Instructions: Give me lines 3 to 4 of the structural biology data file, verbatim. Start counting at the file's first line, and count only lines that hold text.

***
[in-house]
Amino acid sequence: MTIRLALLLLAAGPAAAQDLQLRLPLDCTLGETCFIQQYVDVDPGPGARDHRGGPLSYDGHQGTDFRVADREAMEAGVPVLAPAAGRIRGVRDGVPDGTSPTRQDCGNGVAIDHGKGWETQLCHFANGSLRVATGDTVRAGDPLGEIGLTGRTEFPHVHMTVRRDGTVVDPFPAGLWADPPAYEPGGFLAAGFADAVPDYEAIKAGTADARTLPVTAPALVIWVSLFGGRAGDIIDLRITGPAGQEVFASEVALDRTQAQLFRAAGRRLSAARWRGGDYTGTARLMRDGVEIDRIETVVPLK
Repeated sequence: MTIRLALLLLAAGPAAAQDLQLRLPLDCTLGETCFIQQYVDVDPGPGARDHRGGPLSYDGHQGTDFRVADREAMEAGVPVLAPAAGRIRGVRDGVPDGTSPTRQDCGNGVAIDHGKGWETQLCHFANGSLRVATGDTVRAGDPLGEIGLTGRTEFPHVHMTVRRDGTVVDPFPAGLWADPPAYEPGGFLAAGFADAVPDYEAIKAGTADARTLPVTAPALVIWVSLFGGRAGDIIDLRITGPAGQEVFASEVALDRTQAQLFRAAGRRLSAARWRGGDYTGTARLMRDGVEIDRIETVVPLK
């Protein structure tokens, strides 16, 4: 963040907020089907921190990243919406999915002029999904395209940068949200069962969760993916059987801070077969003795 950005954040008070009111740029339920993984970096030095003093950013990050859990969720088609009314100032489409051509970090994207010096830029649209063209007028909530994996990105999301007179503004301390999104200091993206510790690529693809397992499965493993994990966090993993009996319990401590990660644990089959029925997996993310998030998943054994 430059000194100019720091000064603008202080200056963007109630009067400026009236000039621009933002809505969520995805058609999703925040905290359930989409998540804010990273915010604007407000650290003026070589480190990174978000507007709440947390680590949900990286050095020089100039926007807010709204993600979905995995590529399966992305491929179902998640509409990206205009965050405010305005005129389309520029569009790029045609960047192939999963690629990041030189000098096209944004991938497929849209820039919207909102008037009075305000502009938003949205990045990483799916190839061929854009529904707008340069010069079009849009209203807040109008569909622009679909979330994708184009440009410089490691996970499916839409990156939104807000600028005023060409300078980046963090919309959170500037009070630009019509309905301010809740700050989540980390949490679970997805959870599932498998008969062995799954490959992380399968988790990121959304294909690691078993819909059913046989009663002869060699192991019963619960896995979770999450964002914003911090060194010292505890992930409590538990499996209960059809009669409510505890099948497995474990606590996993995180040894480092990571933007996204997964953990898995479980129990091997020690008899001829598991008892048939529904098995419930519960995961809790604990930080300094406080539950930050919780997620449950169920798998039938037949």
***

Repeated sequence: MTIRLALLLLAAGPAAAQDLQLRLPLDCTLGETCFIQQYVDVDPGPGARDHRGGPLSYDGHQGTDFRVADREAMEAGVPVLAPAAGRIRGVRDGVPDGTSPTRQDCGNGVAIDHGKGWETQLCHFANGSLRVATGDTVRAGDPLGEIGLTGRTEFPHVHMTVRRDGTVVDPFPAGLWADPPAYEPGGFLAAGFADAVPDYEAIKAGTADARTLPVTAPALVIWVSLFGGRAGDIIDLRITGPAGQEVFASEVALDRTQAQLFRAAGRRLSAARWRGGDYTGTARLMRDGVEIDRIETVVPLK
């Protein structure tokens, strides 16, 4: 963040907020089907921190990243919406999915002029999904395209940068949200069962969760993916059987801070077969003795 950005954040008070009111740029339920993984970096030095003093950013990050859990969720088609009314100032489409051509970090994207010096830029649209063209007028909530994996990105999301007179503004301390999104200091993206510790690529693809397992499965493993994990966090993993009996319990401590990660644990089959029925997996993310998030998943054994 430059000194100019720091000064603008202080200056963007109630009067400026009236000039621009933002809505969520995805058609999703925040905290359930989409998540804010990273915010604007407000650290003026070589480190990174978000507007709440947390680590949900990286050095020089100039926007807010709204993600979905995995590529399966992305491929179902998640509409990206205009965050405010305005005129389309520029569009790029045609960047192939999963690629990041030189000098096209944004991938497929849209820039919207909102008037009075305000502009938003949205990045990483799916190839061929854009529904707008340069010069079009849009209203807040109008569909622009679909979330994708184009440009410089490691996970499916839409990156939104807000600028005023060409300078980046963090919309959170500037009070630009019509309905301010809740700050989540980390949490679970997805959870599932498998008969062995799954490959992380399968988790990121959304294909690691078993819909059913046989009663002869060699192991019963619960896995979770999450964002914003911090060194010292505890992930409590538990499996209960059809009669409510505890099948497995474990606590996993995180040894480092990571933007996204997964953990898995479980129990091997020690008899001829598991008892048939529904098995419930519960995961809790604990930080300094406080539950930050919780997620449950169920798998039938037949």